Illinois Surgical Quality Improvement Collaborative
The Illinois Surgical Quality Improvement Collaborative is a collaborative partnership of nearly 50 hospitals, the Illinois and Metropolitan Chicago Chapters of the American College of Surgeons, the American College of Surgeons National Surgical Quality Improvement Program, Blue Cross Blue Shield of Illinois and SOQIC.
The mission of the collaborative is to improve the safety and quality of surgical care in Illinois. Hospitals are provided with detailed data regarding their performance compared with other Illinois hospitals, along with the tools to enact meaningful improvements in surgical care. Mentors, formal quality and process improvement training and process improvement consultants are available to the hospitals as they work to implement solutions. Lessons learned at one hospital will be shared with all participating hospitals, so we can all learn from each other with a common goal of making care better and safer for the surgical patient in Illinois.
Northwestern Medicine Quality Innovation Center
Northwestern Medicine Quality Innovation Center (NM QIC) improves care across the Northwestern Medicine health system by serving as a leader in developing innovative approaches at the intersection of quality and research and the incubator for these innovative initiatives. All SOQIC faculty also work within NM QIC and focus a portion of their research agenda on improving care within our health system and studying the initiatives with rigorous externally funded and peer-reviewed research.
The three primary objectives of NM QIC are to:
- Identify and diffuse best practices; tailoring them to fit local needs; and implementing them, as necessary, throughout the system
- Seek innovations internally and from other hospitals and outside the healthcare sector
- Market innovations to improve NM and physician reputation
The NM QIC portfolio currently includes many exciting initiatives, including ongoing efforts to:
- Evaluate national health policies to improve quality
- Examine and improved national hospital public quality ratings
- Launch and support clinically-focused, multidisciplinary learning collaboratives to advance the safety, effectiveness and efficiency of patient care to support health system clinical integration
- Develop an infrastructure to support implementation of Patient Reported Outcomes (PROs) and oversee implementation of PROs into service lines
Flexibility in Duty Hour Requirements for Surgical Trainees Trial
Flexibility in Duty Hour Requirements for Surgical Trainees Trial (the FIRST trial) is sponsored and jointly funded by the American Board of Surgery, the American College of Surgeons and the Accreditation Council for Graduate Medical Education (ACGME).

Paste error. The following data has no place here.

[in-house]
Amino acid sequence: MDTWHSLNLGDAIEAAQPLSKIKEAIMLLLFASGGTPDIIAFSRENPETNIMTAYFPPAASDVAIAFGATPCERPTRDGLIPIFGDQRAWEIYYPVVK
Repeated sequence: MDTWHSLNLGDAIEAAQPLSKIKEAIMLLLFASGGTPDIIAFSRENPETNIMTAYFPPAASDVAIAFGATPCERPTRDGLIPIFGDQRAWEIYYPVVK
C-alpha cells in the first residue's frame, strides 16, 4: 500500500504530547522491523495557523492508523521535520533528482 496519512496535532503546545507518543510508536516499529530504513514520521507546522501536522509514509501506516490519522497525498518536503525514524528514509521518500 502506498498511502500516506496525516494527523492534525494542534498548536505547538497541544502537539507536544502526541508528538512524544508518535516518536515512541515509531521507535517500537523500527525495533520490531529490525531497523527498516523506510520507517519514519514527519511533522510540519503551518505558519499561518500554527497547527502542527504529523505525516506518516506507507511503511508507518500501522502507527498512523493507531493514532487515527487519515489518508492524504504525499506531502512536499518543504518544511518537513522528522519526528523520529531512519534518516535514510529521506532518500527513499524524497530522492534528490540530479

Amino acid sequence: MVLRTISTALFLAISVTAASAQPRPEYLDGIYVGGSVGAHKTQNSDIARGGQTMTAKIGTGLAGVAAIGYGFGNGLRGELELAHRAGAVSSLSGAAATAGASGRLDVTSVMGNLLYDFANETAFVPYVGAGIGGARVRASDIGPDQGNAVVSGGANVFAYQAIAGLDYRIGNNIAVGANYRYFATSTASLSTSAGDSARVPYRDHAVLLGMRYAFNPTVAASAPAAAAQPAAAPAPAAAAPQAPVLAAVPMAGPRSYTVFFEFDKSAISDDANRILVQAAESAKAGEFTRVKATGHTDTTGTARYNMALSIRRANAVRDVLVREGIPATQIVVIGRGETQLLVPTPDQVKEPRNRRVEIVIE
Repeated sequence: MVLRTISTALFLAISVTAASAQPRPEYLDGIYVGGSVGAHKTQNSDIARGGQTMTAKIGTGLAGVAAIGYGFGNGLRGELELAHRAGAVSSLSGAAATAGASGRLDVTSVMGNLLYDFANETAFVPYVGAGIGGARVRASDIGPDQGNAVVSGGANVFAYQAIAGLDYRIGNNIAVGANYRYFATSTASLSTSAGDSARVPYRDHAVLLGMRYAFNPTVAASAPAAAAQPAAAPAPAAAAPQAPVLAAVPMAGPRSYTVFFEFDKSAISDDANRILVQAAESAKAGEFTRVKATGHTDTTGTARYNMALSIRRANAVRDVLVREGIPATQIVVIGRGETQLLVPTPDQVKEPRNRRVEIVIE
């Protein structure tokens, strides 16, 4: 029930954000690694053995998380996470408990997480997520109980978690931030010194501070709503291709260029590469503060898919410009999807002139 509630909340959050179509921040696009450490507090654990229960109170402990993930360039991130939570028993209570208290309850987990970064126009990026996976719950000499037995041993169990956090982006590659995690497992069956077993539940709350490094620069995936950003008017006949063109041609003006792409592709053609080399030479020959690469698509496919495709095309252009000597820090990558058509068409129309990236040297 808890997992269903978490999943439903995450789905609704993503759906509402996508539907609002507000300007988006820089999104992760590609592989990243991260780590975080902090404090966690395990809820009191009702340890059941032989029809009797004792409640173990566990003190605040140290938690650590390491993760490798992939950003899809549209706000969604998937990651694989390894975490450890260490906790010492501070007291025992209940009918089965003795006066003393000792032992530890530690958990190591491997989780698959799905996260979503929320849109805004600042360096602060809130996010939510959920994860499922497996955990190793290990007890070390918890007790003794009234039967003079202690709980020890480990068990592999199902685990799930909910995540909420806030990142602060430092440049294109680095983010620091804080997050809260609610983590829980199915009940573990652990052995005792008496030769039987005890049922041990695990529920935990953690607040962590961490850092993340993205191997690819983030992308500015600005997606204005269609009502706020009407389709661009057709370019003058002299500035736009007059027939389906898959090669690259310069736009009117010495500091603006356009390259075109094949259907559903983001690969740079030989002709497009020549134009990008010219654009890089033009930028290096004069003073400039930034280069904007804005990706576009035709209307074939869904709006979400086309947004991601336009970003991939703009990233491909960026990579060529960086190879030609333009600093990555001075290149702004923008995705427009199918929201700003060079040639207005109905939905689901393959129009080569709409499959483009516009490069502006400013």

The objective of the study is to determine whether the current restrictions on resident duty hours may be detrimental to patient care and resident training. This study seeks to determine if more flexible work hour requirements are associated with any difference in postoperative outcomes compared to current resident work hour requirements. This is being accomplished by using a prospective pragmatic cluster-randomized trial design where hospitals are randomized to flexible vs. current work schedule requirements. Participants for this study include all ACGME-approved surgical residency programs affiliated with hospitals that participate in the American College of Surgeons National Surgical Quality Improvement Program.
National Quality Measurement Policy Evaluations
Venous Thromboembolism (VTE)
SOQIC faculty discovered that hospital VTE rates are driven by how often imaging tests are ordered looking for VTE ("the more you look, the more you find"). Thus, the measure actually makes vigilant hospitals appear to be poor performers. The results of this landmark study resulted in U.S. News, UHC, ACS NSQIP, and several states dropping the VTE measure from public reporting programs.
Centers for Medicare & Medicaid Services (CMS) began using the Agency for Healthcare Research and Quality Patient Safety for Selected Indicators (PSI-90) as a core metric in two of its pay-for-performance programs: the Hospital-Acquired Condition Reduction program and the Hospital Value-Based Purchasing program. Scientists at SOQIC have demonstrated concerns with using PSI-90 and have lobbied CMS to drop this measure from pay-for-performance programs.
Hospital-Acquired Condition Reduction Program
CMS penalizes hospitals for high rates of hospital acquired conditions, but SOQIC authors found that higher quality hospitals were the ones being penalized in the HAC program. Thus, considerable revisions are needed to ensure that hospitals are accurately penalized as fines frequently exceed $1,000,000.
CMS now penalizes hospitals with high readmission rates. SOQIC authors demonstrated why readmissions commonly occur after surgery and suggested opportunities for revising the CMS Readmission Reduction Program.